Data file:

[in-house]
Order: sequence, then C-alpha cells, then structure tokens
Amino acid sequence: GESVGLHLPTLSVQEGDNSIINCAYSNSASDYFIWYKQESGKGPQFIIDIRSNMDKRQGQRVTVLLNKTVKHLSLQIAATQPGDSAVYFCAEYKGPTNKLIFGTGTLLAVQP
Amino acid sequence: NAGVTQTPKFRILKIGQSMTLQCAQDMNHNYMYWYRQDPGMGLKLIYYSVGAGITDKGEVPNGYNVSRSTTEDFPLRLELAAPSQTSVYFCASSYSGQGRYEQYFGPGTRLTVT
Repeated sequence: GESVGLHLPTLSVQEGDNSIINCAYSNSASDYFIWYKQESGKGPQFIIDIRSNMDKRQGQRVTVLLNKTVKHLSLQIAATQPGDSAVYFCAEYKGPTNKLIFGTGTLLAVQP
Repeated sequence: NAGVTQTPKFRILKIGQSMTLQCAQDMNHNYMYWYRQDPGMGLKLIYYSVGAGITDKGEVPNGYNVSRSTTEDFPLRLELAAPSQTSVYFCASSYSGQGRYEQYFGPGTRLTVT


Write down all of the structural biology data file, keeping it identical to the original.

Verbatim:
[in-house]
Order: sequence, then C-alpha cells, then structure tokens
Amino acid sequence: GESVGLHLPTLSVQEGDNSIINCAYSNSASDYFIWYKQESGKGPQFIIDIRSNMDKRQGQRVTVLLNKTVKHLSLQIAATQPGDSAVYFCAEYKGPTNKLIFGTGTLLAVQP
Amino acid sequence: NAGVTQTPKFRILKIGQSMTLQCAQDMNHNYMYWYRQDPGMGLKLIYYSVGAGITDKGEVPNGYNVSRSTTEDFPLRLELAAPSQTSVYFCASSYSGQGRYEQYFGPGTRLTVT
Repeated sequence: GESVGLHLPTLSVQEGDNSIINCAYSNSASDYFIWYKQESGKGPQFIIDIRSNMDKRQGQRVTVLLNKTVKHLSLQIAATQPGDSAVYFCAEYKGPTNKLIFGTGTLLAVQP
Repeated sequence: NAGVTQTPKFRILKIGQSMTLQCAQDMNHNYMYWYRQDPGMGLKLIYYSVGAGITDKGEVPNGYNVSRSTTEDFPLRLELAAPSQTSVYFCASSYSGQGRYEQYFGPGTRLTVT